The Washington Post‘s Anup Kahle caught our attention today when he tweeted:
— Anup Kaphle (@AnupKaphle) October 30, 2013
In case you missed it, nine-year-old Nabeela, along with her brother Zubair and father Rafiq Rehman, testified before U.S. lawmakers on Tuesday about how a drone missile zeroed in on the kids’ grandmother in their village in North Waziristan, Pakistan, threw her 20 feet, and killed her. Nabeela and Zubair, in addition to other children suffered serious injuries and were taken to a nearby hospital. Their father wasn’t at home when the missile attacked. The most haunting words, though, are Nabeela’s: “What did my grandmother do wrong?”
This evokes Malala Yousafzai’s meeting with President Obama from a few weeks ago, where she urged him to put an end to drone attacks. In a statement, she said:
“I thanked President Obama for the United States’ work in supporting education in Pakistan and Afghanistan and for Syrian refugees,” she said in the statement. “I also expressed my concerns that drone attacks are fueling terrorism. Innocent victims are killed in these acts, and they lead to resentment among the Pakistani people. If we refocus efforts on education it will make a big impact.”
Yousafzai’s voice is integral. Her story has enjoyed exposure across all major news networks and outlets. But as our news cycle’s fascination with her temporarily winds down, it’s tough to ignore Rehman’s voice. Unintentionally, she picks up the baton from Yousafzai — but her story isn’t enjoying nearly as much widespread coverage. Which brings me back to Kaphle’s original point about Rehman’s story being virtually ignored by the bulk of mainstream media. Worse than that, Rehman’s story is falling on deaf ears among the very members of Congress who should be paying attention to her. Only five congressmen showed up to hear Rehman and her family testify.
The pick-and-choose nature of the American press and their reluctance to give Rehman’s story exposure is highly problematic. Could that be attributed to the fact that Yousafzai ended up a target of a known American enemy — and nearly dead at their hands? It provides an intriguing puzzle piece to a riveting — and well-documented — media narrative. At the Huffington Post, Assed Baig draws a chilling connection between Yousafzai’s skyrocketing celebrity in the West and the white savior complex. He writes:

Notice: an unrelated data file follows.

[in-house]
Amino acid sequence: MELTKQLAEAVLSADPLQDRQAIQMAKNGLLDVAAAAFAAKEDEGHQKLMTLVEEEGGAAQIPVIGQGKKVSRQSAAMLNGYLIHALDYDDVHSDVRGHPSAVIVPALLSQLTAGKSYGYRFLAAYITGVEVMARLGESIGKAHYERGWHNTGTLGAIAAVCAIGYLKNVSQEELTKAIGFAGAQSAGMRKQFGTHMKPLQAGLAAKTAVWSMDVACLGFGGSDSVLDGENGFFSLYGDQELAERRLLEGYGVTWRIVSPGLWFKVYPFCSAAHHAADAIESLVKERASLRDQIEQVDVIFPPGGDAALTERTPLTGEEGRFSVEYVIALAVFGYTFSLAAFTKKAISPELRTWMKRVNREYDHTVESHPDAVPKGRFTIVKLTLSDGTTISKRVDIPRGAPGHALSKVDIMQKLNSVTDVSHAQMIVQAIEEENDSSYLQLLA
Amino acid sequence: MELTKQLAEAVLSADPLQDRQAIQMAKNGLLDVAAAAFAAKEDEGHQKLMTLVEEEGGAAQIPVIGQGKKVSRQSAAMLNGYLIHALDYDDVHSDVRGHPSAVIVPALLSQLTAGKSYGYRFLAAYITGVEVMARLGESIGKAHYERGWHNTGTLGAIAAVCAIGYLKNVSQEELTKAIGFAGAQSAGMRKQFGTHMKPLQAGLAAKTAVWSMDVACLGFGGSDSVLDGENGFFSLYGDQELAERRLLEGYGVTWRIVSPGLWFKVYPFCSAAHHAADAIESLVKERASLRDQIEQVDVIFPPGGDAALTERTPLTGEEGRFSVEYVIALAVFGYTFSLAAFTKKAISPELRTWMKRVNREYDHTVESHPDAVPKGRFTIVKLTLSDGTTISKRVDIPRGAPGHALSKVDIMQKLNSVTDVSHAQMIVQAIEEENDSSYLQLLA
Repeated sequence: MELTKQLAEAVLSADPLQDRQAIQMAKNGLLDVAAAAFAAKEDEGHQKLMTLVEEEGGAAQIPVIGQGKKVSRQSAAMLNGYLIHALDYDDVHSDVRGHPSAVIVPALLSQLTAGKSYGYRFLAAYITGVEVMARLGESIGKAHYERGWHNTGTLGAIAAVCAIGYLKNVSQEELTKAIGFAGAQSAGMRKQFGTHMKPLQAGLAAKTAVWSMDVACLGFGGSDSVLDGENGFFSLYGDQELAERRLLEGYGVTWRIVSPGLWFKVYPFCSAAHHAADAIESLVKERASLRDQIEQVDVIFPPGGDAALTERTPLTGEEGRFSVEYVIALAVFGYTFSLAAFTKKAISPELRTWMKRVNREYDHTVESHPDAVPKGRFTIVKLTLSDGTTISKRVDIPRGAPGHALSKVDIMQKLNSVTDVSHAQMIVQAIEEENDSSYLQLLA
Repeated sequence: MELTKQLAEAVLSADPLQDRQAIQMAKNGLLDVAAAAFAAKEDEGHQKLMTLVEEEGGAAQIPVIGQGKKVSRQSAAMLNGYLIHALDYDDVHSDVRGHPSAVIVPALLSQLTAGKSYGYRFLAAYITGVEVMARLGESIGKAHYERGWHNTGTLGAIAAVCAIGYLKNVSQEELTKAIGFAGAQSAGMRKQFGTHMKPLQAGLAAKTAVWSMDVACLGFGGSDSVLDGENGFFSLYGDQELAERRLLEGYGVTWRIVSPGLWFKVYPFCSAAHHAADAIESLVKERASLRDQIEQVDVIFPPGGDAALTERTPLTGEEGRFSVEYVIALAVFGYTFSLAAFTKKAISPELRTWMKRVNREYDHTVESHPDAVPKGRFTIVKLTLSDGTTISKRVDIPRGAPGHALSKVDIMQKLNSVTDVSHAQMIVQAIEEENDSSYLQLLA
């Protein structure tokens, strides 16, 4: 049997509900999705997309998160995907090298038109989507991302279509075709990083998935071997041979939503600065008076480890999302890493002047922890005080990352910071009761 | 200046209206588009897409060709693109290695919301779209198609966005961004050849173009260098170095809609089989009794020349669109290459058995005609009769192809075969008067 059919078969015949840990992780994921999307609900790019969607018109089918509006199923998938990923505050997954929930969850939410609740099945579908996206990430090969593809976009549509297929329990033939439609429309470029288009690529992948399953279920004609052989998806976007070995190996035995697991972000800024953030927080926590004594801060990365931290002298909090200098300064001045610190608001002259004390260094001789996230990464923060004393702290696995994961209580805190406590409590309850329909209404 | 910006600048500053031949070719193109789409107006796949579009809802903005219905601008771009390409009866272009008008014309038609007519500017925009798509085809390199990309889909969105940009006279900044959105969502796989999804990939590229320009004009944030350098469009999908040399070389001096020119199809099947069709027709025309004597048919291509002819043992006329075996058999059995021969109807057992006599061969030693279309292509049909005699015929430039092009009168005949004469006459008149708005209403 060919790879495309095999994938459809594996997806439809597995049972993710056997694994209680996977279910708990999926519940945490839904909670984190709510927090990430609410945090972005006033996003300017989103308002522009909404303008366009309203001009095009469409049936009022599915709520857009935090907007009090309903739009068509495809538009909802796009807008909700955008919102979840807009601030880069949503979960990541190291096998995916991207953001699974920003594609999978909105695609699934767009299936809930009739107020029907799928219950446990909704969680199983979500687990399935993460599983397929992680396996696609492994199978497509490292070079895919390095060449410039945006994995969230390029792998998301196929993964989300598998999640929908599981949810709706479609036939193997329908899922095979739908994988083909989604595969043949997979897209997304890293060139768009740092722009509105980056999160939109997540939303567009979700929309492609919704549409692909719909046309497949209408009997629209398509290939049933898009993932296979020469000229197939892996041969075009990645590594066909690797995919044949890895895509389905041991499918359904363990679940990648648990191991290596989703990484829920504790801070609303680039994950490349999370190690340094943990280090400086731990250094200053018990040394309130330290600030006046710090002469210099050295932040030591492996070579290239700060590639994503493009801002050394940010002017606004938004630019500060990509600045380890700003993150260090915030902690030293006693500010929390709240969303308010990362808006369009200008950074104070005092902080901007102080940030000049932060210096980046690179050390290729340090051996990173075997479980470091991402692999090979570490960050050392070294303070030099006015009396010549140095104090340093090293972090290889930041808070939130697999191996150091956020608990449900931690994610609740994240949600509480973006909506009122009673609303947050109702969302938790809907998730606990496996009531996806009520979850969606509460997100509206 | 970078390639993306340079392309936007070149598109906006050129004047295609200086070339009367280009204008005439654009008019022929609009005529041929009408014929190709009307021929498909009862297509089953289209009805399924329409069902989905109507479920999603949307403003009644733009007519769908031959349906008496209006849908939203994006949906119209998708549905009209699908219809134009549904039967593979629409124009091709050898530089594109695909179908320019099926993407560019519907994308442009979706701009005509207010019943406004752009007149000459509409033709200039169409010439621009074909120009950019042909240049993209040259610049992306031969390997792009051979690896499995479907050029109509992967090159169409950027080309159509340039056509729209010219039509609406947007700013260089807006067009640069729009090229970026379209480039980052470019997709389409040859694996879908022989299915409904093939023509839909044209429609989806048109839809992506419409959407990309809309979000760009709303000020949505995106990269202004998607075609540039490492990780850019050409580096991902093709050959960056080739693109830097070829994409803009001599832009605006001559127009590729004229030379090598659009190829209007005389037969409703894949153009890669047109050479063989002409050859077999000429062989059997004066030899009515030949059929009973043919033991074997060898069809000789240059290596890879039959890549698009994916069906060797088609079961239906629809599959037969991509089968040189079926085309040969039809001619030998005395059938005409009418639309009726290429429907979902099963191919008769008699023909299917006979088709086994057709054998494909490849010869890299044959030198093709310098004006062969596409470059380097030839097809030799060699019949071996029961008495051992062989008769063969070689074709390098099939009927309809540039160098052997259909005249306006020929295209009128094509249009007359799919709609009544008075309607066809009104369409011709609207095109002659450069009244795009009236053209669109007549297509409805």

This is a story of a native girl being saved by the white man. Flown to the UK, the Western world can feel good about itself as they save the native woman from the savage men of her home nation. It is a historic racist narrative that has been institutionalized. Journalists and politicians were falling over themselves to report and comment on the case. The story of an innocent brown child that was shot by savages for demanding an education and along comes the knight in shining armor to save her.
The actions of the West, the bombings, the occupations the wars all seem justified now, “See, we told you, this is why we intervene to save the natives.”
There’s no ignoring the fact that Yousafzai’s story is deeply important. Rehman’s story should resonate with pretty much everyone too. The story of a young girl who loses her grandmother, not to old age, but to horrific weapons of mass destruction — and then suffers serious injuries herself — should be easy fodder for CNN, MSNBC, and the rest of their ilk. But it isn’t. It doesn’t feed into the same white savior complex narrative that Yousafzai’s story does. In fact, it actively detracts from it. That’s what makes it such a risky bet for the networks, too. There’s no redemptive arc in Rehman’s story. Add to that blatant apathy from Congress — and the mainstream media has very little incentive to give Rehman’s story the exposure it deserves.
With both Yousafzai and Rehman’s stories, we gain access into a discussion that has hitherto been absent from all our talk about drones. We’re now beginning to attach names, faces, and voices to people whose lives are directly impacted by drone missiles. What we can’t afford is for a mainstream media culture that prioritizes some survivors above others, all for the sake of deciding who makes for better television.
Ultimately, both of these young girls are being forced to grow up quickly — for them to speak up now means that children after them might actually get a chance at a peaceful childhood. In order for that to happen, the people with the power to broadcast their messages need to do their job, too.